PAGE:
If you love holidaying in the UK like we do, I can highly recommend Snowdonia as a top destination. It’s stunningly beautiful in a majestic sort of way. There’s plenty to do, even if hiking isn’t your thing: castles, museums, stately homes, gardens and beaches to name but a few. And I was really impressed with the vegetarian and vegan offerings in the local cafes and restaurants. CT certainly thought things had come 0n since his time living there last century.

Preswylfa

Self-catering cottages are a fantastic way to make the most of local food. This cottage, Preswylfa, is located in the Vale of Ffestiniog, in the middle of the Snowdonia National Park and is an ideal location for exploring this spectacular region. Don’t forget a ride on the Festiniog Railway and a tour of the local slate caverns. When not out and about, you can sit out in the garden and enjoy the views And if it rains (it does sometimes), get cosy in the kitchen and knock up a Snowdon pudding. The kitchen is well equipped, so you should find everything you need. If you’re of a literary persuasion, you might like to read a novel by Victorian writer, Elizabeth Gaskell; she was fond of this area and spent some time here on her wedding tour.

Preswylfa Kitchen

If you’re quick, this cottage, which sleeps four in two bedrooms and welcomes one pet has a reduction for a three night stay on 24th June 2016. Normally £433, for this period it is, £393.40 (£32.80pppn). There are also reductions on many of the other cottages available up to the 29th June, so do take a look at cottages.com to see if there’s a cottage or destination you fancy for a last minute break.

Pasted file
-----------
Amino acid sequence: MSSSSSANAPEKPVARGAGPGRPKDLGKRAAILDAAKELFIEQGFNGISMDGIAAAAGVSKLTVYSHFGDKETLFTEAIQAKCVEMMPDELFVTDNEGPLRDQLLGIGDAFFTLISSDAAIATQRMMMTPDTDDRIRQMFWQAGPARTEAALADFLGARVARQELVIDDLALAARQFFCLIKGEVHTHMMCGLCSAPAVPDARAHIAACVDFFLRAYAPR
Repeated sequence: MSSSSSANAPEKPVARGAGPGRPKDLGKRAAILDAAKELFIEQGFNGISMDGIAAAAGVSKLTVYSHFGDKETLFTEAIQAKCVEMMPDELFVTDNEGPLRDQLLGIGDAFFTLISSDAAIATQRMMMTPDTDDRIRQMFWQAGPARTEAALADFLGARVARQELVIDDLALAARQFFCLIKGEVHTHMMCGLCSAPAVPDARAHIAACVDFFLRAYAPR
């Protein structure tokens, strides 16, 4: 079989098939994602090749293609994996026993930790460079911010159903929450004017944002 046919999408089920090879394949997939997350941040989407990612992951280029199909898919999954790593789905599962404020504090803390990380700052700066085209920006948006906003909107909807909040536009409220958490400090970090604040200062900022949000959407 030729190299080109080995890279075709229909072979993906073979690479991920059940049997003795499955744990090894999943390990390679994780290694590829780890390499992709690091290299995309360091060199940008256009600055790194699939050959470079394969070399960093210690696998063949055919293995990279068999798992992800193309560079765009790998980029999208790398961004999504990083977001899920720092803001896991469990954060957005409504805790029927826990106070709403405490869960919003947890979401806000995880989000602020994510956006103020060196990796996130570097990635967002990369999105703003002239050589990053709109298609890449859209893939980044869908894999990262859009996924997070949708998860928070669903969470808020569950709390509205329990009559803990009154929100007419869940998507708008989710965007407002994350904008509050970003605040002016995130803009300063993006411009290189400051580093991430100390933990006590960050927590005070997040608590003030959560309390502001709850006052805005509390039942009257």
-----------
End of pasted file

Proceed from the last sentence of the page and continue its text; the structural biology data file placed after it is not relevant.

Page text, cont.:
Snowdon Pudding with Lemon Sauce
Serves 6
A good old fashioned rib sticking steamed suet pudding from North Wales. Flavoured with lemon zest and marmalade, lemon sauce makes a good accompaniment.
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Prep Time
15 min
Cook Time
1 hr 30 min
Total Time
1 hr 45 min
Prep Time
15 min
Cook Time
1 hr 30 min
Total Time
1 hr 45 min
Snowdon Pudding
  1. 100g suet (I used vegetarian suet)
  2. 15g rice flour or cornflour (I used semolina)
  3. 75g brown sugar (I used light muscovado)
  4. 100g breadcrumbs (I used wholemeal breadcrumbs)
  5. 50g raisins
  6. 3 eggs (I used duck eggs)
  7. 75g lemon marmalade (I used my own homemade)
  8. Zest of 1 unwaxed lemon (I used organic which is always unwaxed)
Lemon Sauce